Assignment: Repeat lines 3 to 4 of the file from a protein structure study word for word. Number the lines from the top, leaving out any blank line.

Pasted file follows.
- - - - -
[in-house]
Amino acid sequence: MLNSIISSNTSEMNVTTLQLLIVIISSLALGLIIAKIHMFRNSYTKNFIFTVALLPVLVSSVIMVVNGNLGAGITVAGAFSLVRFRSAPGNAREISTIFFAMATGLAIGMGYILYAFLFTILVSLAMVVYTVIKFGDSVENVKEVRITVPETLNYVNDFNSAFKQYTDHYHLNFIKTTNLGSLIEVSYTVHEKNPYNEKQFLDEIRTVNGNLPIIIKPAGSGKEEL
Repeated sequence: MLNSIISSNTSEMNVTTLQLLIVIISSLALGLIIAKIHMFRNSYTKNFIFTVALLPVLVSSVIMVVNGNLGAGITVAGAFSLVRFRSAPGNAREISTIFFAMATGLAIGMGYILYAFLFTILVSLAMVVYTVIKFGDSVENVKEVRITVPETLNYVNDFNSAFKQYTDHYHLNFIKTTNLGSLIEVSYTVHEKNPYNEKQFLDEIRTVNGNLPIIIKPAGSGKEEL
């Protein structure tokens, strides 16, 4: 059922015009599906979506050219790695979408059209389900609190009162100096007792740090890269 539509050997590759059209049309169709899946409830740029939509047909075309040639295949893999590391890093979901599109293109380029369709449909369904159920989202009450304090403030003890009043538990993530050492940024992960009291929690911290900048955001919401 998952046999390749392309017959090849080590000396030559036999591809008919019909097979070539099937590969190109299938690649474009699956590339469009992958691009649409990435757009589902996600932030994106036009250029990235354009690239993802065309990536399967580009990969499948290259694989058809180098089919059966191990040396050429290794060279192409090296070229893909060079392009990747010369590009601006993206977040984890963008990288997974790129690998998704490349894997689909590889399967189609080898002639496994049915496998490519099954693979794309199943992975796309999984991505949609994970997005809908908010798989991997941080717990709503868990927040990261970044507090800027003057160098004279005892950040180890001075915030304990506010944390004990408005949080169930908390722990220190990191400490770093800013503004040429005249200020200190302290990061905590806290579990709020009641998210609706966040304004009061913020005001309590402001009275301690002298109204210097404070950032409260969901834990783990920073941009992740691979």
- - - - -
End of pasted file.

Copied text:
Repeated sequence: MLNSIISSNTSEMNVTTLQLLIVIISSLALGLIIAKIHMFRNSYTKNFIFTVALLPVLVSSVIMVVNGNLGAGITVAGAFSLVRFRSAPGNAREISTIFFAMATGLAIGMGYILYAFLFTILVSLAMVVYTVIKFGDSVENVKEVRITVPETLNYVNDFNSAFKQYTDHYHLNFIKTTNLGSLIEVSYTVHEKNPYNEKQFLDEIRTVNGNLPIIIKPAGSGKEEL
């Protein structure tokens, strides 16, 4: 059922015009599906979506050219790695979408059209389900609190009162100096007792740090890269 539509050997590759059209049309169709899946409830740029939509047909075309040639295949893999590391890093979901599109293109380029369709449909369904159920989202009450304090403030003890009043538990993530050492940024992960009291929690911290900048955001919401 998952046999390749392309017959090849080590000396030559036999591809008919019909097979070539099937590969190109299938690649474009699956590339469009992958691009649409990435757009589902996600932030994106036009250029990235354009690239993802065309990536399967580009990969499948290259694989058809180098089919059966191990040396050429290794060279192409090296070229893909060079392009990747010369590009601006993206977040984890963008990288997974790129690998998704490349894997689909590889399967189609080898002639496994049915496998490519099954693979794309199943992975796309999984991505949609994970997005809908908010798989991997941080717990709503868990927040990261970044507090800027003057160098004279005892950040180890001075915030304990506010944390004990408005949080169930908390722990220190990191400490770093800013503004040429005249200020200190302290990061905590806290579990709020009641998210609706966040304004009061913020005001309590402001009275301690002298109204210097404070950032409260969901834990783990920073941009992740691979």